accompany Meaning in the Cambridge English Dictionary
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Meaning of “accompany” in the English Dictionary

"accompany" in British English

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accompanyverb [T]

uk   us   /əˈkʌm.pə.ni/

accompany verb [T] (GO WITH)

B1 to go with someone or to be ​provided or ​exist at the same ​time as something: The ​coursebooks are accompanied by four CDs. Depression is ​almost always accompanied byinsomnia. The ​salmon was accompanied by (= ​served with) a ​freshgreensalad. formal to show someone how to get to ​somewhere: Would you like me to accompany you toyourroom? formal to go with someone to a ​socialevent or to an ​entertainment: "May I accompany you to the ​ball?" he ​asked her. I have two ​tickets for the ​theatre on ​Saturdayevening - would you like to accompany me?
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accompany verb [T] (PLAY MUSIC)

C2 to ​sing or ​play an ​instrument with another ​musician or ​singer: Miss Jessop accompanied Mr Bentley on the ​piano.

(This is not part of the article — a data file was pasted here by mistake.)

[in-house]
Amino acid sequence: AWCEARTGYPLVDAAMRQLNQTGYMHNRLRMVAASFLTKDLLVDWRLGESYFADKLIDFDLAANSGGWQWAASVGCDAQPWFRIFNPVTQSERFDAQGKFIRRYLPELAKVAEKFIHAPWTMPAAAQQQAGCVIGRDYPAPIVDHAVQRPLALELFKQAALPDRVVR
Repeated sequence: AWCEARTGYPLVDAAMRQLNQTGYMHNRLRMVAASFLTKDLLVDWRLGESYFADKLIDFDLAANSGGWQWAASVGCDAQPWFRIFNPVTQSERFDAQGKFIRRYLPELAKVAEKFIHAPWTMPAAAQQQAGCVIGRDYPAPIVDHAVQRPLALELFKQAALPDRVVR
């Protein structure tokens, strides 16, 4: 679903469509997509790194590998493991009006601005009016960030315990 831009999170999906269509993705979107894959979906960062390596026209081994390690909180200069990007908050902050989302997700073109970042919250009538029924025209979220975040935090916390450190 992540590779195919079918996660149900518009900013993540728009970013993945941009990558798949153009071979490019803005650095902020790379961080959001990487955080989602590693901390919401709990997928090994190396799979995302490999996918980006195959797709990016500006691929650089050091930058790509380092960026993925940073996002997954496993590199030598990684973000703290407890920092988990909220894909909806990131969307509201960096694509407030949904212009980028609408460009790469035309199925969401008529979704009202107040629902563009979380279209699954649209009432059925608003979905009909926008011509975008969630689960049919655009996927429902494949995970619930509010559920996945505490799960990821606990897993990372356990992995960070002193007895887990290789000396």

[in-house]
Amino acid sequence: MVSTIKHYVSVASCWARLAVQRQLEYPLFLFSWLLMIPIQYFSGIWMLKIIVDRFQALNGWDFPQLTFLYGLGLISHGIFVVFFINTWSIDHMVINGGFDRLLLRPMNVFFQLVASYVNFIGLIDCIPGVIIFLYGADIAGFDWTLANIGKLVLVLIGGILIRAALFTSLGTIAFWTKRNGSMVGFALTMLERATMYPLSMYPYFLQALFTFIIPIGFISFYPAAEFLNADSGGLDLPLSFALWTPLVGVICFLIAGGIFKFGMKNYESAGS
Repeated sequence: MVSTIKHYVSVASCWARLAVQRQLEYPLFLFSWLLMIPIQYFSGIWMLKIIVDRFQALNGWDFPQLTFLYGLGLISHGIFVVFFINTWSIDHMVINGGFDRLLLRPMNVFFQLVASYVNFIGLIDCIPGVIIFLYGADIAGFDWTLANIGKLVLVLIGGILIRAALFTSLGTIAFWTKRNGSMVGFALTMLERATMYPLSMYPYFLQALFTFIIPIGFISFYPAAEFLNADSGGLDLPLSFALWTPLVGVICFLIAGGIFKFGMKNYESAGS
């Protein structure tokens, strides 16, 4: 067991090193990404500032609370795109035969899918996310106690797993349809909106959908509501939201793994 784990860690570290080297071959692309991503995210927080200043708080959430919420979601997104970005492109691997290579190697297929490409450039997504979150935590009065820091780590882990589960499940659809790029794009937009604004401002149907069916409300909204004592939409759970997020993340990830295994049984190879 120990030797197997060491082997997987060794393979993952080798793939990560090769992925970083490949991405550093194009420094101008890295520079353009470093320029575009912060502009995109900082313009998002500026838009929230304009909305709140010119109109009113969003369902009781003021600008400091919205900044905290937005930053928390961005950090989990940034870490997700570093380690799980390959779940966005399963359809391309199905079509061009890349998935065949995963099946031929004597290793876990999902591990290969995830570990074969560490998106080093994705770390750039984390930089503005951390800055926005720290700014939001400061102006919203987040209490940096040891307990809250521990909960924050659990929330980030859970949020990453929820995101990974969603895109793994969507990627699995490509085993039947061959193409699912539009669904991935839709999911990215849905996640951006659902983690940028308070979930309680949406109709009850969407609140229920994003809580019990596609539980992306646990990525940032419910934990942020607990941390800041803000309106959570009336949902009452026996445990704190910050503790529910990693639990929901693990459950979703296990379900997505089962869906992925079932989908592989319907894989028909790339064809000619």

(Definition of accompany from the Cambridge Advanced Learner’s Dictionary & Thesaurus © Cambridge University Press)

"accompany" in American English

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accompanyverb [T]

 us   /əˈkʌm·pə·ni/
to go with someone or to ​exist at the same ​time as something: Students cannot ​leave the ​building during ​classhoursunless they are accompanied by an ​adult. music In ​music, to accompany is to ​play an ​instrument in ​support of someone who is ​playing an ​instrument or ​singing.
(Definition of accompany from the Cambridge Academic Content Dictionary © Cambridge University Press)
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